Further with respect to the poly(ether-sulfone) of Formula I, above, It is suitably an integer of from about 30 to about 900, preferably from about 50 to about 100.

v Since modification of the starting polymers, in accordance with the method of the present invention, does not involve any modifications of the starting polymer with respect to R R and n, the above remarks concerning preferred embodiments thereof fully comply to the polynger products of the present invention of Formula 111, a ove.

With respect to the phosphorus-containing aromatic poly(ether-sulfone) condensation products of the present invention having a backbone chain of Formula III, above, those wherein substituents A and A are --P(OX) or PO(OX) wherein X is an alkali metal, and especially those wherein X is sodium or potassium, are preferred. These represent the alkali metal salts of the phosphorous or phosphoric acid. While the corresponding free acids do have substantially improved resistance to attack by solvents and to environmental stress-cracking, as compared to the starting polymer wherefrom they are prepared, their heat stability, in some instances, is lower than that of the corresponding starting polymer, although not so low as to severely limit their usefulness. The corresponding alkali metal salts, however, do have the improved resistance to attack by solvents and resistance to environmental stress-cracking in addition to possessing all of the advantageous properties of the starting polymers wherefrom they are prepared, including their thermal stability, good electrical property, tensile strength and elongation.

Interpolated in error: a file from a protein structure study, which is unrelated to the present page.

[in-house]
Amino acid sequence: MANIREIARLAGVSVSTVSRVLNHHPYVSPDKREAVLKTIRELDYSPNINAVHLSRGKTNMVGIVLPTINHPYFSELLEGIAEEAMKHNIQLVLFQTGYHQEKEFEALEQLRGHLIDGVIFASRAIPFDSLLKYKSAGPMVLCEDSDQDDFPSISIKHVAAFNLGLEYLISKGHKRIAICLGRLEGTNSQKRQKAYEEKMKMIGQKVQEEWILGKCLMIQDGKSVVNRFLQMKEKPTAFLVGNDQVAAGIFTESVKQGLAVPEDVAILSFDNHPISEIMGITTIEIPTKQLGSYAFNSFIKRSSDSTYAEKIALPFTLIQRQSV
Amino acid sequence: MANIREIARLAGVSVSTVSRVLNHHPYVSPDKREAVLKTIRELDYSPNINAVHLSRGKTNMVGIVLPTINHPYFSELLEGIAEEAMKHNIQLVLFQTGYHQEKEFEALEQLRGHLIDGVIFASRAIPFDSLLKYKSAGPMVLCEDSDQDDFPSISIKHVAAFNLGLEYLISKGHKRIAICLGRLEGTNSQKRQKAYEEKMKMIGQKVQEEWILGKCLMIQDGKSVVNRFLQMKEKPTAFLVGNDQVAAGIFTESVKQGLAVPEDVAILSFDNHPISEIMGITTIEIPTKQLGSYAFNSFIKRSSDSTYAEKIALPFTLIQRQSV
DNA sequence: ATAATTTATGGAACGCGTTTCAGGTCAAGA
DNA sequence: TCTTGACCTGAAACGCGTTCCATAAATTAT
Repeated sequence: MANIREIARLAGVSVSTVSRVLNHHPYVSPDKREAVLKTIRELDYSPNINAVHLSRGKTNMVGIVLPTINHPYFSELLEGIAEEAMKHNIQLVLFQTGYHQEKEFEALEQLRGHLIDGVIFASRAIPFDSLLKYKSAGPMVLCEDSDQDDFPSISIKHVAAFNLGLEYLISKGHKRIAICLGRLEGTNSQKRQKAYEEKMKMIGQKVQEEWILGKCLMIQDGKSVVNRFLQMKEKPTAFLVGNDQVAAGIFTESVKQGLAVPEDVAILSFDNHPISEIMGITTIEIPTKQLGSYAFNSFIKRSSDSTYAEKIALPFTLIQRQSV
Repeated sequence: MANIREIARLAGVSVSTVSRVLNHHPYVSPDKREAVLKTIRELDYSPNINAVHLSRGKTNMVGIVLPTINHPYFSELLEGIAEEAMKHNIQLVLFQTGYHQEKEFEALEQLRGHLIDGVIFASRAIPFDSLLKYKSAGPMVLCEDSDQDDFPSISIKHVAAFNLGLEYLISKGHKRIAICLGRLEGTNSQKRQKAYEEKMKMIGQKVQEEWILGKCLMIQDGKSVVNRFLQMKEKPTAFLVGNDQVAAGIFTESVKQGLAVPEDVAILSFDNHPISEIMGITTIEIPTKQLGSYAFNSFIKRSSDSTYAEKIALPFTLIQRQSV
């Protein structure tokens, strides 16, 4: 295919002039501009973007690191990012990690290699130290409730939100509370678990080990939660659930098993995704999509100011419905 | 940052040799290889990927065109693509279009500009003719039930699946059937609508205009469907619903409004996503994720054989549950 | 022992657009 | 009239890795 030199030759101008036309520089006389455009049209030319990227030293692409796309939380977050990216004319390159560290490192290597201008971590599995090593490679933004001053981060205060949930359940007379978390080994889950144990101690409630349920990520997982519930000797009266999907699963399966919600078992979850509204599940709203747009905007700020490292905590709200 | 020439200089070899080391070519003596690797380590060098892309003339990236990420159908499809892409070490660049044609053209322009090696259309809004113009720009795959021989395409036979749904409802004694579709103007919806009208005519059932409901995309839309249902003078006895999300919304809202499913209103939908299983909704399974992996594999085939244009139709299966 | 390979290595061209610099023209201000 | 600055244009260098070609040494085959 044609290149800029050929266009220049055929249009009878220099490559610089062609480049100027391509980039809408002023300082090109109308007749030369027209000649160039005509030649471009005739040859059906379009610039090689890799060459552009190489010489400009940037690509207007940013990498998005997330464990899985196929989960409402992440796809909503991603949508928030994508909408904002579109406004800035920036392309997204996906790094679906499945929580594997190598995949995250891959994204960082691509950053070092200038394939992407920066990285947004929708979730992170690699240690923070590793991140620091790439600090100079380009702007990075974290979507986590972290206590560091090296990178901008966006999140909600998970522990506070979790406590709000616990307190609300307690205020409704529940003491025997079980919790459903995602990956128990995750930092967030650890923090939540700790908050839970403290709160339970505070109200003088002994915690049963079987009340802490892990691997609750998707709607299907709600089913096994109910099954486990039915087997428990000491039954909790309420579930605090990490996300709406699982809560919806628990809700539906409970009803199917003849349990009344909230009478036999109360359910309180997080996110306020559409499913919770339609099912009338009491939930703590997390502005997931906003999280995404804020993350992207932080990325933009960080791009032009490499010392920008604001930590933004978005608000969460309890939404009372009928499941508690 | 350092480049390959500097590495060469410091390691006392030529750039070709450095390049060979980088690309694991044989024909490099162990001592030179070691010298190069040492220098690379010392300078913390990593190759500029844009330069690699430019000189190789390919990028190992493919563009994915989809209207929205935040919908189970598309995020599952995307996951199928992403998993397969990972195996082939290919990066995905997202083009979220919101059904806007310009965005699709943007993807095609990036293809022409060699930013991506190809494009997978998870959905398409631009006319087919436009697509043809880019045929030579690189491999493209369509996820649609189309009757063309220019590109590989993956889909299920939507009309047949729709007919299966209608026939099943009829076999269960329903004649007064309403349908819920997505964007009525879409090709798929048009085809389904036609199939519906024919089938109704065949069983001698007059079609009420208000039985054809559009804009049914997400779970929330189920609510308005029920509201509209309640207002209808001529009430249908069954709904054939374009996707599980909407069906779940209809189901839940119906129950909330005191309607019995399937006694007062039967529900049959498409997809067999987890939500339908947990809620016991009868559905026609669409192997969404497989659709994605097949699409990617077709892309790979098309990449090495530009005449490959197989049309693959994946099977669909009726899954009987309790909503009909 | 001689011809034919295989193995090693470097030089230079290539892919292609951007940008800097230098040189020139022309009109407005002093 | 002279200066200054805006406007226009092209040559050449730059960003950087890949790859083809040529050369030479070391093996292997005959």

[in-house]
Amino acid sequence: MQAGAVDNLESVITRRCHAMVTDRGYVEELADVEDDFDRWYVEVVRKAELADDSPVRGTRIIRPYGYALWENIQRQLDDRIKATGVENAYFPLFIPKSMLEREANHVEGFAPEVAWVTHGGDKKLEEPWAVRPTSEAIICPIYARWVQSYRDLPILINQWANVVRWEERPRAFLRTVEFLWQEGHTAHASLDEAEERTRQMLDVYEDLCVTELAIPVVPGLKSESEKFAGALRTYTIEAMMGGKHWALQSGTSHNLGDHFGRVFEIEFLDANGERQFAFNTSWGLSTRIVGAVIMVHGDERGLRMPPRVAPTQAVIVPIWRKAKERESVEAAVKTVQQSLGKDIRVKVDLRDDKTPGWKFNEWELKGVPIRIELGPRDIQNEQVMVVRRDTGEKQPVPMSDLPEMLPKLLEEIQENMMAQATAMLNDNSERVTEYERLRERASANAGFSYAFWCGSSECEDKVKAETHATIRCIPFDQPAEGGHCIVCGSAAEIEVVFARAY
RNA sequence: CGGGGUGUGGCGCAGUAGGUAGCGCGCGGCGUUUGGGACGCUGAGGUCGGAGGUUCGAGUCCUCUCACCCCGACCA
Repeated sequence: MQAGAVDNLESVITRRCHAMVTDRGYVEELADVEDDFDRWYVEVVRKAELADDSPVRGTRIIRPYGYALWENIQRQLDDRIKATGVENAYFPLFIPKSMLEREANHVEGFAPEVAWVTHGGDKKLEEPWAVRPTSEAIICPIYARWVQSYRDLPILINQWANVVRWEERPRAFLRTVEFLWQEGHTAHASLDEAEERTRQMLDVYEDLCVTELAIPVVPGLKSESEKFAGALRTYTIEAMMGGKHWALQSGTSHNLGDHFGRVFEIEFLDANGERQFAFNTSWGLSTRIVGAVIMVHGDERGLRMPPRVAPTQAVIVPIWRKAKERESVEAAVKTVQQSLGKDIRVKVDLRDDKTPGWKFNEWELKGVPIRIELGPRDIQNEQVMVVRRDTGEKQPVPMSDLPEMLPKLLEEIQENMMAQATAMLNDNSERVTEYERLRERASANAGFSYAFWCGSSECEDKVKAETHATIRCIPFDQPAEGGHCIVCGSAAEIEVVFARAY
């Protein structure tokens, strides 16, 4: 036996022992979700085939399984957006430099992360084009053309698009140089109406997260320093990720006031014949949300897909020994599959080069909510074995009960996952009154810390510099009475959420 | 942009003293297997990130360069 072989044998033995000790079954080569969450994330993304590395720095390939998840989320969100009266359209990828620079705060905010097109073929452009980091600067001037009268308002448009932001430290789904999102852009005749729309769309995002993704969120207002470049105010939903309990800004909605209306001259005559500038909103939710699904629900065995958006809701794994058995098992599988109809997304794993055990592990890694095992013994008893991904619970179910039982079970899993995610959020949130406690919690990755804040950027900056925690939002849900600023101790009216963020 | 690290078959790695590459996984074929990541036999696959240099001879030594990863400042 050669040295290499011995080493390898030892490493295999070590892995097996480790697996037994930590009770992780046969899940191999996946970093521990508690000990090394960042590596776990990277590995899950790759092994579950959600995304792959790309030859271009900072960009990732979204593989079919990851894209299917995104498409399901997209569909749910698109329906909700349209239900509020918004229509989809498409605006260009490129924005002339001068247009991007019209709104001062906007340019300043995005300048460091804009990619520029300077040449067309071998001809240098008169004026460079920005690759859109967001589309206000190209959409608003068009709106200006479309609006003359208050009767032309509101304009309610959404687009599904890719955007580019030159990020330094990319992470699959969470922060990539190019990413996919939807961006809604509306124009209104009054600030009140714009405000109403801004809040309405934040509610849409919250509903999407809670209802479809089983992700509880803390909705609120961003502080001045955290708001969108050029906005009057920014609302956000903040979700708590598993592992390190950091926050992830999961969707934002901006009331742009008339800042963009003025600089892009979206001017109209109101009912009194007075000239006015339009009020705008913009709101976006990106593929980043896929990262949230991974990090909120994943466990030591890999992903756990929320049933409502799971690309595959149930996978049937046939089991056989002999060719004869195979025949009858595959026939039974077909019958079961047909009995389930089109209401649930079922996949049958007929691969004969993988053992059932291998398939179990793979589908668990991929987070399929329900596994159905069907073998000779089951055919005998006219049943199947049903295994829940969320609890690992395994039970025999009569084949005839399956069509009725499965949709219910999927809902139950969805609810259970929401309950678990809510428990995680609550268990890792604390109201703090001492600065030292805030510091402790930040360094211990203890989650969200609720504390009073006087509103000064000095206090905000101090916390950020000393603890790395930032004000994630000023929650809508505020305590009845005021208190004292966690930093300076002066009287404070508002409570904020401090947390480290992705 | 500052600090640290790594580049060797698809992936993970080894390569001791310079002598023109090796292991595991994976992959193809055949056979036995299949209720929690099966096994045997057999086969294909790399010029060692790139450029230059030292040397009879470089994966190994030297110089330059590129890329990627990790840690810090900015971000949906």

With further reference to Formula III, above, the ratio of in preferred embodiment ranges from about 0.2 to about 2.0. In the event that the ratio of is below about 0.2, the polymer products, though possessing all of the advantageous properties of the starting polymer, do not have substantially improved resistance to attack by solvents and resistance to environmental stresscracking.

The following examples illustrate the further embodiments of the present invention and set forth the best mode contemplated for its practice.

EXAMPLE 1 A three-necked, one-liter reaction flask equipped with thermometer, stirrer, condenser and CaCl drying tube is flamed under argon purge and cooled to room temperature in a stream of argon. 44 grams (0.10 mol) of thoroughly dried poly(ether-sulfone) composed of recurring units of Formula I, above, are introduced into the flask, followed by 400 cc. of sym. tetrachloroethane which had and any excess PCl is distilled are then carefully poured previously been distilled from calcium hydride. 27.5 grams (0.2 gm. mol) of reagent-grade phosphorous trichloride are added followed by 26.7 grams (0.2 gm. mol) of anhydrous aluminum chloride. The mixture is heated with stirring at 75 C. for a period of 6 hours. At the end of this reaction time, the condenser is replaced with a distilling head, the reaction mass cooled to about 35 C. and any excess PCl is distilled off at 21 C. mm. Hg vacuum. The contents of the reactor are then carefully poured into one liter of water containing some crushed ice. The polymer is filtered, washed several times with water,